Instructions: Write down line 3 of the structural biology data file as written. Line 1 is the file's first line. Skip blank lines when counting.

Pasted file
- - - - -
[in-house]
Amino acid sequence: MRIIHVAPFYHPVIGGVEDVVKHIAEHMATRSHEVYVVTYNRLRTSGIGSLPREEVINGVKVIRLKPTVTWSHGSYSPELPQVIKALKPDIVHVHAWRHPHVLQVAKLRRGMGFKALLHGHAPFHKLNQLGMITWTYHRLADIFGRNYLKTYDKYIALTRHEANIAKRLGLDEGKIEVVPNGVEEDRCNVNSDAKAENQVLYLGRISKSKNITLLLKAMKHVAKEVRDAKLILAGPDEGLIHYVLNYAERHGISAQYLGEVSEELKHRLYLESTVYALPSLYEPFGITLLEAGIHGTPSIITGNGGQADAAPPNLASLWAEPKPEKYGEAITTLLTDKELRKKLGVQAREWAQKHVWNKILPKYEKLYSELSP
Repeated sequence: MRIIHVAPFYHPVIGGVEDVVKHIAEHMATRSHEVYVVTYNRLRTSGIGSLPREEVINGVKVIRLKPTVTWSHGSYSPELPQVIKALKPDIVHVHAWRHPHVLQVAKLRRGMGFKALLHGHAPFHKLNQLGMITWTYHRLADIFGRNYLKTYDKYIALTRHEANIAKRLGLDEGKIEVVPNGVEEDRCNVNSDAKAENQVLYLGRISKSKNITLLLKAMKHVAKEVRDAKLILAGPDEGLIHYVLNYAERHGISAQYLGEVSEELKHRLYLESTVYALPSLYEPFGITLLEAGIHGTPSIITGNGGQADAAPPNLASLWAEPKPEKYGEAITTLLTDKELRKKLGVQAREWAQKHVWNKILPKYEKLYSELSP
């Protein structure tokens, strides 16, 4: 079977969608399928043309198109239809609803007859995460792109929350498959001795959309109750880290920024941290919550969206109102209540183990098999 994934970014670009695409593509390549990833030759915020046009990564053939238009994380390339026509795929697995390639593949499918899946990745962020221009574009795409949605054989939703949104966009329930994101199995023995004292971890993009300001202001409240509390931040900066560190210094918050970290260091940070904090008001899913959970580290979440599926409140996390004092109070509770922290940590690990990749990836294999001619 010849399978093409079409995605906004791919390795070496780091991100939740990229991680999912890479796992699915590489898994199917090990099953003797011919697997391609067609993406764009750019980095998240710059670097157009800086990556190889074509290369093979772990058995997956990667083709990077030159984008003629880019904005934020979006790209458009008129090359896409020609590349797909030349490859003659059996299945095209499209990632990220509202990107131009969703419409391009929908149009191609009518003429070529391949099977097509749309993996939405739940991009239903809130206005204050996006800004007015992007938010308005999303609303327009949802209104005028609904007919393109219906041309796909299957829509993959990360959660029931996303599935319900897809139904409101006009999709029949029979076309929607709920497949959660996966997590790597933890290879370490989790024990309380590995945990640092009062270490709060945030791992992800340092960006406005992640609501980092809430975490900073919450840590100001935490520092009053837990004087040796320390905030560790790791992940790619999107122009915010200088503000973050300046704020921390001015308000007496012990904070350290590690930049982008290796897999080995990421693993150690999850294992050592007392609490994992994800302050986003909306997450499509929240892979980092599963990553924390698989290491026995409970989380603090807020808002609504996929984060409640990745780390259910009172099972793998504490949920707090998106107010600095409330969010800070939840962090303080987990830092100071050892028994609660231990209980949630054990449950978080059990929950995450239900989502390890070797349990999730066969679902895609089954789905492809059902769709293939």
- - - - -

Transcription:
Repeated sequence: MRIIHVAPFYHPVIGGVEDVVKHIAEHMATRSHEVYVVTYNRLRTSGIGSLPREEVINGVKVIRLKPTVTWSHGSYSPELPQVIKALKPDIVHVHAWRHPHVLQVAKLRRGMGFKALLHGHAPFHKLNQLGMITWTYHRLADIFGRNYLKTYDKYIALTRHEANIAKRLGLDEGKIEVVPNGVEEDRCNVNSDAKAENQVLYLGRISKSKNITLLLKAMKHVAKEVRDAKLILAGPDEGLIHYVLNYAERHGISAQYLGEVSEELKHRLYLESTVYALPSLYEPFGITLLEAGIHGTPSIITGNGGQADAAPPNLASLWAEPKPEKYGEAITTLLTDKELRKKLGVQAREWAQKHVWNKILPKYEKLYSELSP